Wednesday, July 30, 2008

Should You Sign Up for ID Protection?

I've been itching to write about Identity insurance programs for quite awhile. I'll start by giving my personal opinion that I'm not convinced of the value of these programs . Like most insurance programs they are born from fear. I don't want to universally diss ID insurance though because there's a chance they could save you many sleepless nights and we all should sleep.

Anyway Equifax recently released their ID Patrol product and I stumbled across an interview regarding the product with Steve Ely, Equifax President, over at Free Money Finance.

Let's take a look at what you can do without a ID theft insurance (for free):
  • Check Your Credit Report--Don't get all 3 credit reports at the same time. Spread out your requests for free reports throughout the year. Then scour them for mistakes. But remember reporting is delayed. It could takes months for an error to appear.
  • Fraud Alerts--You can set up fraud alerts with all three credit reporting agencies (Equifax, Experian, Transunion)that will flag your credit file. When you or someone else, tries to open up a a new credit card, car loan, cell phone, etc., the lender will then have to contact you by phone to verify that you really want to open a new account. If you aren't reachable by phone, the credit account shouldn't be opened.
  • Credit Freeze--Similar to a Fraud Alert, a freeze means that a new credit account cannot be opened.
  • Online Banking--The fastest way to catch a theft is to watch your account online. Check it daily or a couple of times a week. If anything unusual happens call the credit union right away. It doesn't matter if you just made a mistake, it's better to find out.
  • Shop Securely--Only use well known online shopping venues, check their security and look for the "https" in the address.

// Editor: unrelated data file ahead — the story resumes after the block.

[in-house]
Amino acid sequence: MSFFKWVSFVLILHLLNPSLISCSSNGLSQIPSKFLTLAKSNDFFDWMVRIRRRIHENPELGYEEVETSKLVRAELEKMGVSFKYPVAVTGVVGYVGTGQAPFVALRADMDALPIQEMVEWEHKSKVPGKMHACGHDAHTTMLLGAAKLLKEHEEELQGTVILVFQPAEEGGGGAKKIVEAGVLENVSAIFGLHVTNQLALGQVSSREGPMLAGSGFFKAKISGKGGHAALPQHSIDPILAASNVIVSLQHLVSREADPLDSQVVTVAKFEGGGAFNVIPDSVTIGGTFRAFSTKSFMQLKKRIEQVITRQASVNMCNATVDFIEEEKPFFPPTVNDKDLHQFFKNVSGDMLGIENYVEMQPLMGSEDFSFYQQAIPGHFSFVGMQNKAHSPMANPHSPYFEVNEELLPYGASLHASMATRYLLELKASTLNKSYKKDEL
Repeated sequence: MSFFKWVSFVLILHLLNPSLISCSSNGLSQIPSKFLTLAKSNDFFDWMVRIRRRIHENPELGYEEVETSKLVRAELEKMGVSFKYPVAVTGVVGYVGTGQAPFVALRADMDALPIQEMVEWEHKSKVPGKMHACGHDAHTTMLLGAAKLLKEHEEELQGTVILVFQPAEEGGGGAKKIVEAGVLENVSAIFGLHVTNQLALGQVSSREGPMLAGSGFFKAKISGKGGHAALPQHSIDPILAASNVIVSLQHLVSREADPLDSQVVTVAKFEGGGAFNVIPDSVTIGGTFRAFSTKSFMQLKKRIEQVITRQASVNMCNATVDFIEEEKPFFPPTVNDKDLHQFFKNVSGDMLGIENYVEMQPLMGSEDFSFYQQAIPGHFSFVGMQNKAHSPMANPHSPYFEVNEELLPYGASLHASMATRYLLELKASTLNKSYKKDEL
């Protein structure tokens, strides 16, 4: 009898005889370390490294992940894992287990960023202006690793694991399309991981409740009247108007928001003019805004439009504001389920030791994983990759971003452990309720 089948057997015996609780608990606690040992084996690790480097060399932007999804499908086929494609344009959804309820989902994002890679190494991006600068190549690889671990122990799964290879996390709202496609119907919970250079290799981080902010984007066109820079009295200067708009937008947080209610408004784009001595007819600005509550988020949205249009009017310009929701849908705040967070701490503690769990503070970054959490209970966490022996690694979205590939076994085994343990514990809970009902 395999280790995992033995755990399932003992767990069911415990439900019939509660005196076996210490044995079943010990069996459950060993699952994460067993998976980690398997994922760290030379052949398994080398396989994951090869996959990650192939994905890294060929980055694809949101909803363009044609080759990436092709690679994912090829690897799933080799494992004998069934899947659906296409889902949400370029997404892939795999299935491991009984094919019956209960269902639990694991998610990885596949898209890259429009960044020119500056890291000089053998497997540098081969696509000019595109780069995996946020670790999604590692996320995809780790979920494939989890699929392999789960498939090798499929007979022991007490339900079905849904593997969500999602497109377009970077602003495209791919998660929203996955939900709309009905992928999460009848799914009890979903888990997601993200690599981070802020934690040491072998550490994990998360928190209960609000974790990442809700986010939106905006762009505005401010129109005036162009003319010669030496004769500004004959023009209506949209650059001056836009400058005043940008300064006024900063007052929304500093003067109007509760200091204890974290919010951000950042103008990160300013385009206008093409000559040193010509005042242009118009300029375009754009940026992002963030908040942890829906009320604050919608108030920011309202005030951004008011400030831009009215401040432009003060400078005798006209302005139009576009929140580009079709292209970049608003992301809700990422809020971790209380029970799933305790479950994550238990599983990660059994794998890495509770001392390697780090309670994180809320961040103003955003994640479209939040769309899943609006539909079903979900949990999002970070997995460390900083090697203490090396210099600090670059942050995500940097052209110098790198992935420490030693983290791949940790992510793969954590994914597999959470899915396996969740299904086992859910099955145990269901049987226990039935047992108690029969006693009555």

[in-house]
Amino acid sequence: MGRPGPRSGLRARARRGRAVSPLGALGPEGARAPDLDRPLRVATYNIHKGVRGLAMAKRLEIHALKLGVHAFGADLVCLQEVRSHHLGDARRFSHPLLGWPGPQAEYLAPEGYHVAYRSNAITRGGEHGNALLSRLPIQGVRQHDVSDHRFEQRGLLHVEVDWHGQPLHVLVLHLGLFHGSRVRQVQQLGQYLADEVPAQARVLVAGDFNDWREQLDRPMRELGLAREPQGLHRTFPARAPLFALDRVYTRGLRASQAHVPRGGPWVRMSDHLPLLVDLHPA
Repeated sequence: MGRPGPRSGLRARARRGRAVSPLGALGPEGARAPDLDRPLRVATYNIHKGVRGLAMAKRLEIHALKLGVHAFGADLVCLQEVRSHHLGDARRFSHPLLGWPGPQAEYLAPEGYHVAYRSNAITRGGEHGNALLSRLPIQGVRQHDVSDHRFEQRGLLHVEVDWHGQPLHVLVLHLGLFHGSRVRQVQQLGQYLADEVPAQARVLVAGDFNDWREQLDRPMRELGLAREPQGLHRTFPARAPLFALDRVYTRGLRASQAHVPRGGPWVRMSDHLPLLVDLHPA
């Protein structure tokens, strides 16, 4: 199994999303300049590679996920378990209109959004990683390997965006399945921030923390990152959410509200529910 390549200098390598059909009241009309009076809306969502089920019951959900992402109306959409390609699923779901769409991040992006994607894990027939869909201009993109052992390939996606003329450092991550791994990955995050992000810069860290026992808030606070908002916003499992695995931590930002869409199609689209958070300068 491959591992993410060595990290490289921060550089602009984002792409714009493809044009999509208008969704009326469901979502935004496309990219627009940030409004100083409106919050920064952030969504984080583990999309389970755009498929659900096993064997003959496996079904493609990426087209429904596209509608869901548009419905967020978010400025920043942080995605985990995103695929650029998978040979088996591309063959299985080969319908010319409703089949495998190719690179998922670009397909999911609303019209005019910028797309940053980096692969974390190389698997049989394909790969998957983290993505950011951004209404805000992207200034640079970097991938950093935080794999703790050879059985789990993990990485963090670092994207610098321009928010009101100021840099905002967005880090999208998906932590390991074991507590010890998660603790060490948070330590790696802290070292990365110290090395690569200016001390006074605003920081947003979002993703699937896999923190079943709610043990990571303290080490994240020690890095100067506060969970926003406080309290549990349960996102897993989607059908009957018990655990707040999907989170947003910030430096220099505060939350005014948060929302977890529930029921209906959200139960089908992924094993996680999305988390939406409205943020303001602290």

• Be Suspicious--I was in Macy's a few weeks ago and the clerk told the woman ahead of me that even though she didn't have her credit card they could look it up and she could get some special discount. All they needed was her social security number. The woman didn't want to give her SSN and she shouldn't have to. Macy's system is out of touch. I hate to say it but when it comes to your personal information TRUST NO ONE. Watch where your credit cards go after restaurant staff take them away, don't give out your info over the phone, don't open emails from people you don't know, and if it seems weird (an offer, request, phone call, or email) it is...don't fall for it.
  • Shred It--Sadly most ID theft occurs in the home when visitors or relatives snoop. Shred all things you don't need and lock up those that you do need.

So what do ID theft insurance programs offer?

Well if you read the interview with Ely Equifax has a lot of fancy sounding product names (i.e., nice marketing) to go with their ID Patrol, but the descriptions don't really say how they are different. In summary it appears that they have a 24/7 approach. They have a software that scans the web for suspicious activity (don't ask me how), you can call a specialist anytime with questions and a feature that looks a lot like fraud alerts. They're working on easy credit freezes and thaws (turn it on or off as needed via online access). The current special offer price for Experian's ID Patrol program is $14.95/month.

If you've ever known anyone who was an ID theft victim you'll know what a horrible experience that is. Though there are lots of other Id theft protection plans on the market I haven't had any personal experience with them. My guess would be that a good program will help you deal with the aftermath more than the prevention.

What's your experience with ID theft insurance policies?

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